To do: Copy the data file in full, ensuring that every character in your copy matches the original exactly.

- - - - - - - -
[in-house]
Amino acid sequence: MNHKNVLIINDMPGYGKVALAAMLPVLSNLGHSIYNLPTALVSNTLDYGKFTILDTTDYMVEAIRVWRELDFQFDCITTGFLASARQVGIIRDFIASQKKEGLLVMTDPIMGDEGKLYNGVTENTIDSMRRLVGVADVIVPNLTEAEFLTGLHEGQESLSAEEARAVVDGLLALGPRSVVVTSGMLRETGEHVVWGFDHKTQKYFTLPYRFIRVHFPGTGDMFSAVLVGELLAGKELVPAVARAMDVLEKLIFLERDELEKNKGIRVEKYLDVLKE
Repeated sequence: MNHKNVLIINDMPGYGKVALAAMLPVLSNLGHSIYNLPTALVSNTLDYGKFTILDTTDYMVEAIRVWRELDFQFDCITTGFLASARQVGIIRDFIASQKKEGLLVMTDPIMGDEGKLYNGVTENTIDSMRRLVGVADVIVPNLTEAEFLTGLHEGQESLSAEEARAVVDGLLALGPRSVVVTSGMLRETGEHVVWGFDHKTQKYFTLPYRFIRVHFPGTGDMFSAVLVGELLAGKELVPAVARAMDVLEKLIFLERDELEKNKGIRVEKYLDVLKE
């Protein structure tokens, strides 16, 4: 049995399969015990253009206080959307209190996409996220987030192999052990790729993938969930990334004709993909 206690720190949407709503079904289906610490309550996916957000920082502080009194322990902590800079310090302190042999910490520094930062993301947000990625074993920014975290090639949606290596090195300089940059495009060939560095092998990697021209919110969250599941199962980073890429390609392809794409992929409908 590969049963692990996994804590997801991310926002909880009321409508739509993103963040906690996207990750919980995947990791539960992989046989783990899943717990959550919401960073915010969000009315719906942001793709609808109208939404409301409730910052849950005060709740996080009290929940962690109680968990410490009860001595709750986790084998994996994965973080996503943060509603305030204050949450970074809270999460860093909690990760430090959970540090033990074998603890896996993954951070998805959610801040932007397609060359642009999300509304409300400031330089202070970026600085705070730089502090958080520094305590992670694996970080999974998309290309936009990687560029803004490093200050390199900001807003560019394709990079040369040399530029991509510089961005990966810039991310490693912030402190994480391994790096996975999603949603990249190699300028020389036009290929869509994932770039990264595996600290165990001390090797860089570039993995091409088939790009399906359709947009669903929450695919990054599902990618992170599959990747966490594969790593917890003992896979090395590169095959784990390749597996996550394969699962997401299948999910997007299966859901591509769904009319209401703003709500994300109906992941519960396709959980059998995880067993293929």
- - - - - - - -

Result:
[in-house]
Amino acid sequence: MNHKNVLIINDMPGYGKVALAAMLPVLSNLGHSIYNLPTALVSNTLDYGKFTILDTTDYMVEAIRVWRELDFQFDCITTGFLASARQVGIIRDFIASQKKEGLLVMTDPIMGDEGKLYNGVTENTIDSMRRLVGVADVIVPNLTEAEFLTGLHEGQESLSAEEARAVVDGLLALGPRSVVVTSGMLRETGEHVVWGFDHKTQKYFTLPYRFIRVHFPGTGDMFSAVLVGELLAGKELVPAVARAMDVLEKLIFLERDELEKNKGIRVEKYLDVLKE
Repeated sequence: MNHKNVLIINDMPGYGKVALAAMLPVLSNLGHSIYNLPTALVSNTLDYGKFTILDTTDYMVEAIRVWRELDFQFDCITTGFLASARQVGIIRDFIASQKKEGLLVMTDPIMGDEGKLYNGVTENTIDSMRRLVGVADVIVPNLTEAEFLTGLHEGQESLSAEEARAVVDGLLALGPRSVVVTSGMLRETGEHVVWGFDHKTQKYFTLPYRFIRVHFPGTGDMFSAVLVGELLAGKELVPAVARAMDVLEKLIFLERDELEKNKGIRVEKYLDVLKE
């Protein structure tokens, strides 16, 4: 049995399969015990253009206080959307209190996409996220987030192999052990790729993938969930990334004709993909 206690720190949407709503079904289906610490309550996916957000920082502080009194322990902590800079310090302190042999910490520094930062993301947000990625074993920014975290090639949606290596090195300089940059495009060939560095092998990697021209919110969250599941199962980073890429390609392809794409992929409908 590969049963692990996994804590997801991310926002909880009321409508739509993103963040906690996207990750919980995947990791539960992989046989783990899943717990959550919401960073915010969000009315719906942001793709609808109208939404409301409730910052849950005060709740996080009290929940962690109680968990410490009860001595709750986790084998994996994965973080996503943060509603305030204050949450970074809270999460860093909690990760430090959970540090033990074998603890896996993954951070998805959610801040932007397609060359642009999300509304409300400031330089202070970026600085705070730089502090958080520094305590992670694996970080999974998309290309936009990687560029803004490093200050390199900001807003560019394709990079040369040399530029991509510089961005990966810039991310490693912030402190994480391994790096996975999603949603990249190699300028020389036009290929869509994932770039990264595996600290165990001390090797860089570039993995091409088939790009399906359709947009669903929450695919990054599902990618992170599959990747966490594969790593917890003992896979090395590169095959784990390749597996996550394969699962997401299948999910997007299966859901591509769904009319209401703003709500994300109906992941519960396709959980059998995880067993293929």